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DWI Facts You Should Know About DUI, DWI

DWI Facts You Should Know About

1 year ago by Justin M. Schiks
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DWI Penalties and Defenses in Minnesota


If you’re arrested for driving while intoxicated in Minnesota, you may want to know your rights and options. Therefore, it’s important to contact a DWI attorney immediately to ensure a fair legal defense.


DWI is charged as a misdemeanor, gross misdemeanor, or felony, depending on the circumstances of the crime. Therefore, the penalties will vary depending on the charge. 


Whether you’re charged with a misdemeanor or felony, the offense can lead to serious consequences. So, you’ll need to have a DWI attorney to help you with your defense.


Breaking Down the Penalties

If you drive with a blood alcohol concentration (BAC) of 0.08% or higher, you can be charged with DWI. The following information defines the charges for DWI for misdemeanor, gross misdemeanor, and felony offenses.


Misdemeanor DWI Penalties

If you test with a BAC between 0.08% and 0.16%, you’ll be charged with a misdemeanor offense. You may also receive this charge if this is your first DWI. Penalties may include:


  1. A maximum sentence of 90 days in jail.
  2. Up to $1,000 in court-issued fines
  3. The suspension of driving privileges for 90 days
  4. License Restrictions


Gross Misdemeanor DWI Penalties

If you’re caught driving with a BAC of 0.16% or higher, you’ll be charged with a gross misdemeanor offense. You may also receive this charge if you cause another party bodily harm while intoxicated or have children in your vehicle. Penalties for this offense may include:


  1. Up to a year in jail
  2. Up to a $3,000 fine
  3. Suspension of driving privileges for a year
  4. Driving with an ignition interlock device
  5. The impoundment of your license plates or vehicle forfeiture


Felony DWI Penalties


If you’re charged with a felony DWI, you must meet one of the following criteria:


  1. You’ve received three or more DWI convictions within the past 10 years
  2. You were previously convicted of a DWI felony
  3. You caused death or serious injury to another party or an unborn child


The penalties for a felony DWI may include:


  1. Up to seven years in prison
  2. The payment of a $14,000 fine
  3. The cancellation of your license – as inimical to public safety (or controlling a vehicle without endangering others)
  4. The impoundment of your license plates or vehicle forfeiture


DWI Penalties for Commercial Drivers

As a commercial driver, your legal limit for intoxication is 0.04%. If you have a class A, B, or C commercial driver’s license (or CDL) and operate a commercial vehicle, you can get your commercial driving privileges revoked for a year following a DWI arrest.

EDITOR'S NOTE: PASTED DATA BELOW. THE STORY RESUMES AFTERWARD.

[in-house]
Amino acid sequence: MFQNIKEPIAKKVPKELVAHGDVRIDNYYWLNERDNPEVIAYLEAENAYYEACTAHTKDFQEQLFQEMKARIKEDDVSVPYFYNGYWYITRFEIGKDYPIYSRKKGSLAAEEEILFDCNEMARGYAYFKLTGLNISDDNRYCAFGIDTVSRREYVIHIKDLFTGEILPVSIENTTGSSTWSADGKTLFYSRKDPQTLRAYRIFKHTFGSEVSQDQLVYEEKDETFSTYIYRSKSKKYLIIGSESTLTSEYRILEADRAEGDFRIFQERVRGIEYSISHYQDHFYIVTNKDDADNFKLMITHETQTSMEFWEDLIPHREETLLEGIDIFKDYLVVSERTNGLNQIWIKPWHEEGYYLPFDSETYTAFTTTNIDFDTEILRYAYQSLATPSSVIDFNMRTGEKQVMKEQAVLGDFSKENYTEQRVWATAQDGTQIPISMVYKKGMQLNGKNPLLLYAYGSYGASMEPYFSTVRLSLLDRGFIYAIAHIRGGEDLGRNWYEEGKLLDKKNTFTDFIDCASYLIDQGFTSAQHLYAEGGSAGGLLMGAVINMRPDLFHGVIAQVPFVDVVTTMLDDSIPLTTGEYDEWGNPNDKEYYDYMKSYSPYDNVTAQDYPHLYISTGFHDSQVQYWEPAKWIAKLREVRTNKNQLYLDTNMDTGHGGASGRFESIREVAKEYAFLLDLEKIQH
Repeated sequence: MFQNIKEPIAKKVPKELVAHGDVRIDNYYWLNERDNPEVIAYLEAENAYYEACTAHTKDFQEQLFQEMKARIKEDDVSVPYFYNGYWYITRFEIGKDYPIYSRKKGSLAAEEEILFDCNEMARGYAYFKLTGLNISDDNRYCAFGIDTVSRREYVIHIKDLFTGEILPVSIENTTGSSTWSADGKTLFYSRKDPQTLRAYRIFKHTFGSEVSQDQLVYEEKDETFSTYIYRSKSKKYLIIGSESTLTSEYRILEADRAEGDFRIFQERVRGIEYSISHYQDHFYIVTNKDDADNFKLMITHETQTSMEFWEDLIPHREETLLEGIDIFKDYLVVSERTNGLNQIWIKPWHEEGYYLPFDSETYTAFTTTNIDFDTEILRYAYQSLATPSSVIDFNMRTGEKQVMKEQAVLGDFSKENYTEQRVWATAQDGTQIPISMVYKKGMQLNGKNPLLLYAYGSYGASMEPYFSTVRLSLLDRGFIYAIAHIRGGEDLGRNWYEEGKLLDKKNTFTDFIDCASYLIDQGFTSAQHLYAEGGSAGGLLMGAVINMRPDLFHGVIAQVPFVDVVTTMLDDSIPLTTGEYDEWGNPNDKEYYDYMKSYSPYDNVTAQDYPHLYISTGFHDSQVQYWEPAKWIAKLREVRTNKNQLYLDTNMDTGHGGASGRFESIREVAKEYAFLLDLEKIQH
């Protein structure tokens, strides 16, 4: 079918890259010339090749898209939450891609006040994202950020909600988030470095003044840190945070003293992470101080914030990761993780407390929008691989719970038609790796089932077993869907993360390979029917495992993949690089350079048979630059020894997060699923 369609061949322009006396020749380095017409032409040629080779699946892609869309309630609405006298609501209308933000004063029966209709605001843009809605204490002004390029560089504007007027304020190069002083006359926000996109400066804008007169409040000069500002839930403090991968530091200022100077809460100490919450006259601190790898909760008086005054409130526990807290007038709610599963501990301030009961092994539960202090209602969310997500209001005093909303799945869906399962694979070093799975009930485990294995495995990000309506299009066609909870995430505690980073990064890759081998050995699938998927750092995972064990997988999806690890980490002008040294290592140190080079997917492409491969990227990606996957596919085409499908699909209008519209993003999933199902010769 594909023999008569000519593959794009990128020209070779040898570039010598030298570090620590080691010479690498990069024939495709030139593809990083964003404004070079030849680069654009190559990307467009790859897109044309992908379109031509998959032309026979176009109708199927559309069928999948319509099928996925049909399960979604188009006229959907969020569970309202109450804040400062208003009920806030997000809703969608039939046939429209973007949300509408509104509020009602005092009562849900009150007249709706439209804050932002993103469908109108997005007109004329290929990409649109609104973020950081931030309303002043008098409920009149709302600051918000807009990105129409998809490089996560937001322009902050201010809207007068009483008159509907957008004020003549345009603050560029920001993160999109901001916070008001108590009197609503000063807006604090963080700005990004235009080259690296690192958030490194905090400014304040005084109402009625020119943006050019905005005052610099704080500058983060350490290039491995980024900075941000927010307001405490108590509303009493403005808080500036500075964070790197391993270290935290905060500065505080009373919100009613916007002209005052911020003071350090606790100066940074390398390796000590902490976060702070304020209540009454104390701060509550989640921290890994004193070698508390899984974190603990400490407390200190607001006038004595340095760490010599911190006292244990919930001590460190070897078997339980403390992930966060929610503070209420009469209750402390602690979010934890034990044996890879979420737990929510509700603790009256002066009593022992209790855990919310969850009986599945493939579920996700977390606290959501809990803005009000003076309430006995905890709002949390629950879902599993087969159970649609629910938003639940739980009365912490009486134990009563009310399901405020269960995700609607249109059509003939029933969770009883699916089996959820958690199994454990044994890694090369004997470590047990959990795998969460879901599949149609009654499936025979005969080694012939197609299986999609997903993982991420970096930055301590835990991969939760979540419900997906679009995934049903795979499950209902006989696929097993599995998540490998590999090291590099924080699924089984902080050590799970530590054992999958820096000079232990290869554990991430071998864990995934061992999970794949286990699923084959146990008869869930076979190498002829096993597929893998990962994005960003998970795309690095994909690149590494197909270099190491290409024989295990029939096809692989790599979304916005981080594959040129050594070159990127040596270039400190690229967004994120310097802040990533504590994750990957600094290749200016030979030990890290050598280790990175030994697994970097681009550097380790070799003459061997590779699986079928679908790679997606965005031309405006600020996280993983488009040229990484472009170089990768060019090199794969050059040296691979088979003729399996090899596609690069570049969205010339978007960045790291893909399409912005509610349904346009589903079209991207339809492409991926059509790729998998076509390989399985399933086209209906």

Moreover, if you’re hauling hazardous materials at the time of your arrest, your CDL may be suspended for three years.


Also, your CDL may be disqualified for one year if you refuse to test for alcohol or drugs, or if you’re convicted of DWI when operating another type of vehicle. 


Types of Legal Defenses in DWI Cases

Your lawyer may present one of three legal defenses in defending a DWI arrest. Below is a review of the three main types of defenses.


The suspect was not physically controlling the car


To be convicted of DWI, you have to be in physical control. Sometimes, the police will allege you were in physical control of the car if you were sleeping in the driver’s seat and had the keys on your person or in the ignition. 


They may also make this allegation if you were sitting on the passenger side with the keys on your person. If you were standing close to the car and held the keys, the police might also charge you with DWI.


Even if these allegations are made, it does not mean you were in physical control of the car or were driving the vehicle when you were impaired. That’s why it’s imperative to consult with an experienced legal advisor if any of the above scenarios apply to you.


You consumed alcohol after you drove your car

Post-driving consumption might also be used as a legal defense for DWI. In this case, your lawyer might argue that you did not drink alcohol when driving the car but drove the car before you consumed alcohol.


The police did not allow your request for a second test

If you’re given a blood, breath, or urine test for alcohol consumption in Minnesota, you’re also allowed to ask for a second test. For example, if you’re given a breath test, you can also ask for a blood test. However, a private company must test for alcohol in the blood. 

If you require a second test, the police must make phone access available so you can schedule a second test. If this isn’t done, the first test, by law, is suppressed.


Contact a Woodbury MN DWI Defense Attorney Now

As you can see, the penalties and defenses for DWI are not cut-and-dried. That is why you need the services of a DWI defense attorney when you’re arrested for DWI. Learn more about your rights. Get the help you need now and contact JS Defense today. Call: 651-362-9426


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This page has been written, edited, and reviewed by a team of legal writers following our comprehensive editorial guidelines. This page was approved by attorney Justin M. Schiks who has more than 20 years of legal experience as a personal injury attorney.

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